February 18, 2016; updated April 5, 2016; July 14, 2021
Gandhabba Is Human
1. I have discussed the fact that when a living being gets a “human bhava” it does not necessarily mean that it is born with a human body during all that time; see, “Bhava and Jāti – States of Existence and Births Therein“.
- For example, when a human dies and still has kammic energy left for the human bhava, then it is very unlikely that it will be conceived as a human baby right away. At death, a “human gandhabba” with a fine body leaves the dead body and has to wait in that state until a suitable womb becomes available. There are a large (uncountable?) number of such human gandhabbā waiting for a suitable womb.
- This is one reason that a mother and father are so revered. No matter how bad they may be in some cases, just the fact that they made it possible for a gandhabba to have a human body, makes them invaluable.
Gandhabba Is a Human (or Animal) Without a Physical Body
2. Beings are born as humans because they crave the sensory pleasures associated with the human body. The most valued are the tastes and the bodily pleasures. A gandhabba has an “energy body” that we cannot see weighing much less than 0.01 g; see, “Manomaya Kaya (Gandhabba) and the Physical Body“. A gandhabba born at the cuti-patisandhi moment is much smaller than an atom in modern science. Some could inhale the aroma (gandha) and get a bit denser; thus the name “gandhabba” (“gandha” + “abba“).
- A gandhabba is unable to taste solid food or experience physical touch. But they can see and hear very well. Thus their life is miserable since they can see normal humans engaging in “pleasurable activities”. That is what they crave too, but they are unable to experience them.
- When a zygote is created in a womb as a result of intercourse (see, “Buddhist Explanations of Conception, Abortion, and Contraception“), there are a huge number of gandhabbā waiting to “get hold of that zygote”. But of course, they don’t have a choice; only the gandhabba matching the “gati” of the father — and especially the mother — is pulled into the womb.
3. Therefore, even though a human “bhava” may last thousands of years, the actual time that one is “born with a human body” (human jāti) could be a fraction of that time. This is another reason why a “human birth” is so precious that it should not be wasted.
- Among the 31 realms, it is only in the human and animal realms that physical bodies can manifest from time to time within a bhava. Within animal bhava, some animals are born via eggs, while others are “womb-born.” There are an uncountable number of “animal gandhabbā” waiting for a suitable womb at any given time.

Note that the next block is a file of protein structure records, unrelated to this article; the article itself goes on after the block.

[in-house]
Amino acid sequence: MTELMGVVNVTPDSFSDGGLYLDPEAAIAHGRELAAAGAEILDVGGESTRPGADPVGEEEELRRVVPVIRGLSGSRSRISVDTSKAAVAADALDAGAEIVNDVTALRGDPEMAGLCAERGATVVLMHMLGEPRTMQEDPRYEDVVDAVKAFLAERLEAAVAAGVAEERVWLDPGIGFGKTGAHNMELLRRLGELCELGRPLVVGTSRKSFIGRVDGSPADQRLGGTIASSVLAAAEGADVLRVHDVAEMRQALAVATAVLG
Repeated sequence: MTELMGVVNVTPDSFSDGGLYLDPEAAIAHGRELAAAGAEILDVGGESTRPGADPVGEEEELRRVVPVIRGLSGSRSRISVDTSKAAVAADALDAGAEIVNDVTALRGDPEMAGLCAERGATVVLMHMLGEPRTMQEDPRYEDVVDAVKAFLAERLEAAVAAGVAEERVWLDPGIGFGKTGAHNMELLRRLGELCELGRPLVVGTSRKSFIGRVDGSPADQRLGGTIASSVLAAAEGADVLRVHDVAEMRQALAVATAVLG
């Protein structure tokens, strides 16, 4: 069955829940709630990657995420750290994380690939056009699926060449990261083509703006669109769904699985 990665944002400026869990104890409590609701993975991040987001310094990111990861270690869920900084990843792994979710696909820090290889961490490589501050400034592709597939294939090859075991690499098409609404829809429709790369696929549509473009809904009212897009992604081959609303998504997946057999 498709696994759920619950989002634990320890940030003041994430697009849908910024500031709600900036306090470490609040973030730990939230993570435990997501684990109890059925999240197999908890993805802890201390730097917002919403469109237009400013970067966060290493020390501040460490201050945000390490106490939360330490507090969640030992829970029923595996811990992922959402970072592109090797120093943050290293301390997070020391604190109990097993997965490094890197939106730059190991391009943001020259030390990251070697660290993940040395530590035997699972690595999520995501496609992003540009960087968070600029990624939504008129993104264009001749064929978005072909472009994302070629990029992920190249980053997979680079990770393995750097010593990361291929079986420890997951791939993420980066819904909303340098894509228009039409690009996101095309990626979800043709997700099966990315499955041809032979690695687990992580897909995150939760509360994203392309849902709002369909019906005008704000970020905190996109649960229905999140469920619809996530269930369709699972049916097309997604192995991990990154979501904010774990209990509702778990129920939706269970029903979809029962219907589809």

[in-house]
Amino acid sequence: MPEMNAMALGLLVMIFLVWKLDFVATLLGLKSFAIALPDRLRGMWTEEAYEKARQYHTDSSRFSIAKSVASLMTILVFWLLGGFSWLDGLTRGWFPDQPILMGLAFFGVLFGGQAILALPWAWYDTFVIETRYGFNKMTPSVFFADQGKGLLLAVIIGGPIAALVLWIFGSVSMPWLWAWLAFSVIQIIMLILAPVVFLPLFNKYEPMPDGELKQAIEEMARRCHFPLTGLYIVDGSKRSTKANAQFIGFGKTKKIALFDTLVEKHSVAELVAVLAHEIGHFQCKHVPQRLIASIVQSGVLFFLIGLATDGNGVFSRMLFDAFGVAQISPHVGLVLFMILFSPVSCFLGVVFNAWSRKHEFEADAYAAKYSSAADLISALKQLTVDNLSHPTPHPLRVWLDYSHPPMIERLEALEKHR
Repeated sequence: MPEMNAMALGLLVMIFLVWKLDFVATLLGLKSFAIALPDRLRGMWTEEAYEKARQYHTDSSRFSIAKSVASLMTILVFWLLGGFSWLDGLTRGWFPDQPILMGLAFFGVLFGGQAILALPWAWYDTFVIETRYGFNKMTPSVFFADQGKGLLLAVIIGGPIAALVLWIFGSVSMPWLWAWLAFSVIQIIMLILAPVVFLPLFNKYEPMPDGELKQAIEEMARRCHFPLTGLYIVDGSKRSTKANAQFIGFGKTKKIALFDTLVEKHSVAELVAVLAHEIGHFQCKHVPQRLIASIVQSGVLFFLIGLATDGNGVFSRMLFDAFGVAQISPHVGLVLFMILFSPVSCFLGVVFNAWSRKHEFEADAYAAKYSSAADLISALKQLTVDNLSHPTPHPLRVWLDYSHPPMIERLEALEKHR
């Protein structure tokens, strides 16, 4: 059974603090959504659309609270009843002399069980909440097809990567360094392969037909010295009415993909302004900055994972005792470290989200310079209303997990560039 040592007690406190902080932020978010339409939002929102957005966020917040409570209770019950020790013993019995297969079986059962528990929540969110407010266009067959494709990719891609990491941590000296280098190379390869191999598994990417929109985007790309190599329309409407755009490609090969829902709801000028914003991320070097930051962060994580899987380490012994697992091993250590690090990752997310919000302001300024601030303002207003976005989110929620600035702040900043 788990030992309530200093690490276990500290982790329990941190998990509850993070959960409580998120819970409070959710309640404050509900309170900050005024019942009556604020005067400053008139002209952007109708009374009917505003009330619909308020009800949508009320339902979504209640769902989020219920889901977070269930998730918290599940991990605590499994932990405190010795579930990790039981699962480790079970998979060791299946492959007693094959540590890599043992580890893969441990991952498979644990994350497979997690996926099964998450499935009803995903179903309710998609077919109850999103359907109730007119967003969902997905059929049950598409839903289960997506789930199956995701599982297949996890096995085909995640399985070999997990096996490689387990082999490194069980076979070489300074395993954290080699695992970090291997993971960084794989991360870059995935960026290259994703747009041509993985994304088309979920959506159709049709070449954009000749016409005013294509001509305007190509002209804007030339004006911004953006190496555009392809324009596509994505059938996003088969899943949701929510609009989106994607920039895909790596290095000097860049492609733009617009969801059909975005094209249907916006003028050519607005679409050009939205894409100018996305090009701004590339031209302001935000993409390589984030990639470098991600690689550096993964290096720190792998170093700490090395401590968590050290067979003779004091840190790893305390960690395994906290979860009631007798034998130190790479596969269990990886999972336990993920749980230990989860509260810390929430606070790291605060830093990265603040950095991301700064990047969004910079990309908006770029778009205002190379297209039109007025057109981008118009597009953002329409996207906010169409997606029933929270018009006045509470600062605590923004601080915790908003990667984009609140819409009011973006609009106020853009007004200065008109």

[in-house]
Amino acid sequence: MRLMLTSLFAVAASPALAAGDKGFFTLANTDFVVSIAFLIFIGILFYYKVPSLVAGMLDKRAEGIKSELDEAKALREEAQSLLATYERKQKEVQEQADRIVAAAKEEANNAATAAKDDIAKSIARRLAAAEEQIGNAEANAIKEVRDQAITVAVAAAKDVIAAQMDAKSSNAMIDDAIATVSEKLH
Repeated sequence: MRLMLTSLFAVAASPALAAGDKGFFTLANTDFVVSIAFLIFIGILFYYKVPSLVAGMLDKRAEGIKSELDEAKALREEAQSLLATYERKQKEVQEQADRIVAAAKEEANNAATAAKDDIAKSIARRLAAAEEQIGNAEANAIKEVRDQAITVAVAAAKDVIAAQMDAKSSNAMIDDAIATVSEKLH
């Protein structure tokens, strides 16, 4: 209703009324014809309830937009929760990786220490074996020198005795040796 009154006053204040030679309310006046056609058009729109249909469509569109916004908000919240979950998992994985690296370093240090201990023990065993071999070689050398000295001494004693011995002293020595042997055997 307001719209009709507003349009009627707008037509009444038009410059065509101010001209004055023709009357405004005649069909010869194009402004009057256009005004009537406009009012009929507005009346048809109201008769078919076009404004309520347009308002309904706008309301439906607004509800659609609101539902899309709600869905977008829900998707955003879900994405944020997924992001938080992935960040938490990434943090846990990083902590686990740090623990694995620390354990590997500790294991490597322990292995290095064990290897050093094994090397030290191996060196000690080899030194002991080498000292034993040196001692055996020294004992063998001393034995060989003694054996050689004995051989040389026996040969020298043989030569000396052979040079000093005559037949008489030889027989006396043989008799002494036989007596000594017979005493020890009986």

Gandhabbas Live in Paraloka
4. Both the human and animal gandhabbā can be said to live in “paraloka;” see “Micchā Diṭṭhi, Gandhabba, and Sōtapanna Stage.” It is a world that a normal human cannot see, even though they can see us. Of course, there is no English word for it, but “netherworld” or “the hidden world” seems to convey the idea.
- Paraloka is not a distinct realm in the 31 realms. Just like human and animal realms co-exist, the paraloka co-exists with the human and animal realms, but we normally cannot see those beings in the paraloka (unless one develops abhiññā powers). One can imagine there is another world with human and animal gandhabbā.
- Pronunciation (“paralowa” or පරලොව is the Sinhala word for the Pāli word “paraloka“):
- Those with “human (or animal) bhava” spend their time either in “this world that we can see” or in the “paraloka” or the “hidden world” (netherworld).
- Many people are not even aware of the existence of “paraloka“, because (like the concept of the gandhabba), it is not discussed in the Visuddhimagga. It is unfortunate that the current Theravada relies on Visuddhimagga (written by an Anariya) rather than the Tipiṭaka.
Tirokuṭṭa – “Able to Go Through Walls”
5. The “Tirokuṭṭa Sutta (kp 7)” in the Khuddakapāṭha describes a “tirokuṭṭa” who hangs around the home that he/she departed from. An English translation there: “Outside the Walls.”
- The meaning of the word “tirokuṭṭa” becomes apparent in the “Dutiyasamaṇabrāhmaṇa Sutta (51.17).” The phrase, “tirokuṭṭaṁ tiropākāraṁ tiropabbataṁ asajjamānā agamaṁsu, seyyathāpi ākāse” appears at the beginning of that sutta. That means, “going unimpeded through a wall, a rampart, or a mountain as if through space.”
- Therefore, “tirokuṭṭa” is a being who can travel unimpeded through the walls. Those with iddhi (supernormal) powers can do that as detailed in the Dutiyasamaṇabrāhmaṇa Sutta (51.17.)
- However, the Tirokuṭṭa Sutta (kp 7) is specifically about persons who died and have come back to “hang around” their formal homes. These could be gandhabbās or pretās (petās.)
- However, gandhabbās are not pretās (or petās.) Pretās do not make “dense bodies” as human and animal gandhabbas do.
Pretās Are Different from Gandhabbās
6. The idea behind giving special offerings (“dāna“) to the bhikkhus after the death of a person is mainly for the benefit of the gandhabbā (and also pretās). This is a common practice in Buddhist countries. Normally it is done after seven days and after three months etc of death, and I will discuss the reasons for those specific dates in a future post.
- Not all beings can receive merits. Especially those in the niraya (hell) are unable to do so because they don’t have the right mindset to receive merits (absence of samanantara paccayā). See “Anantara and Samanantara Paccayā.”
Those who can benefit most are the gandhabbā and pretās.
- Also, note that a gandhabba is totally distinct from pretās or hell-beings in the niraya. Only gandhabbās live in “paraloka” waiting for suitable wombs. Pretās and hell beings have instantaneous (opapatika) births, just like devas and Brahmā.
7. It has been described how the Buddha saw human beings wander from life to life when he first comprehended the cutūpapāda ñāna during the night of his Enlightenment; “cutūpapāda” comes from “cuti” for death and “upapāda” for birth.